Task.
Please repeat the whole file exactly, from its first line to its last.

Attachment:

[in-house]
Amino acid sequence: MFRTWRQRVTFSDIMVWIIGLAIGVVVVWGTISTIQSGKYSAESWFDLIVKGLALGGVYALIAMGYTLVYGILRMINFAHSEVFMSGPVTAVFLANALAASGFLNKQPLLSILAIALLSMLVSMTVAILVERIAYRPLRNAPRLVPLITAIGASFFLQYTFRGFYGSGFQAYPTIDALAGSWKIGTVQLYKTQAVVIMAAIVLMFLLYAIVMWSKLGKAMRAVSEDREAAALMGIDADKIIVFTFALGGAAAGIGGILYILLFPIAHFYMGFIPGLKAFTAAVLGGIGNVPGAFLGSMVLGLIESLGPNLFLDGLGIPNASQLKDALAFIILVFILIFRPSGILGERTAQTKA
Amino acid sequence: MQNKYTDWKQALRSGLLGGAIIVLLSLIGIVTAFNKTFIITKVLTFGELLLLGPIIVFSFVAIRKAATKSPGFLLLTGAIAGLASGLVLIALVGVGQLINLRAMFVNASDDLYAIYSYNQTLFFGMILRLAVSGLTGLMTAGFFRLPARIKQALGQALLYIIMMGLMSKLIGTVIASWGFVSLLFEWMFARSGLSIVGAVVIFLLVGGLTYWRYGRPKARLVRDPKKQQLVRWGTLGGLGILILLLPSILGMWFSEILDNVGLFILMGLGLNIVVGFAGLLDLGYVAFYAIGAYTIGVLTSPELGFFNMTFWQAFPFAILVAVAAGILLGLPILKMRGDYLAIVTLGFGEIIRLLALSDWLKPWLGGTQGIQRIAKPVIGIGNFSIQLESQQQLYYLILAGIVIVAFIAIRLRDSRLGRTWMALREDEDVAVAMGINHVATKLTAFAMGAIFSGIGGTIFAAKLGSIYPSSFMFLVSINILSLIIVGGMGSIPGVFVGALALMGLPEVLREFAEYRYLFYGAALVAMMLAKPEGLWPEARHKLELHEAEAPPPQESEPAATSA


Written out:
[in-house]
Amino acid sequence: MFRTWRQRVTFSDIMVWIIGLAIGVVVVWGTISTIQSGKYSAESWFDLIVKGLALGGVYALIAMGYTLVYGILRMINFAHSEVFMSGPVTAVFLANALAASGFLNKQPLLSILAIALLSMLVSMTVAILVERIAYRPLRNAPRLVPLITAIGASFFLQYTFRGFYGSGFQAYPTIDALAGSWKIGTVQLYKTQAVVIMAAIVLMFLLYAIVMWSKLGKAMRAVSEDREAAALMGIDADKIIVFTFALGGAAAGIGGILYILLFPIAHFYMGFIPGLKAFTAAVLGGIGNVPGAFLGSMVLGLIESLGPNLFLDGLGIPNASQLKDALAFIILVFILIFRPSGILGERTAQTKA
Amino acid sequence: MQNKYTDWKQALRSGLLGGAIIVLLSLIGIVTAFNKTFIITKVLTFGELLLLGPIIVFSFVAIRKAATKSPGFLLLTGAIAGLASGLVLIALVGVGQLINLRAMFVNASDDLYAIYSYNQTLFFGMILRLAVSGLTGLMTAGFFRLPARIKQALGQALLYIIMMGLMSKLIGTVIASWGFVSLLFEWMFARSGLSIVGAVVIFLLVGGLTYWRYGRPKARLVRDPKKQQLVRWGTLGGLGILILLLPSILGMWFSEILDNVGLFILMGLGLNIVVGFAGLLDLGYVAFYAIGAYTIGVLTSPELGFFNMTFWQAFPFAILVAVAAGILLGLPILKMRGDYLAIVTLGFGEIIRLLALSDWLKPWLGGTQGIQRIAKPVIGIGNFSIQLESQQQLYYLILAGIVIVAFIAIRLRDSRLGRTWMALREDEDVAVAMGINHVATKLTAFAMGAIFSGIGGTIFAAKLGSIYPSSFMFLVSINILSLIIVGGMGSIPGVFVGALALMGLPEVLREFAEYRYLFYGAALVAMMLAKPEGLWPEARHKLELHEAEAPPPQESEPAATSA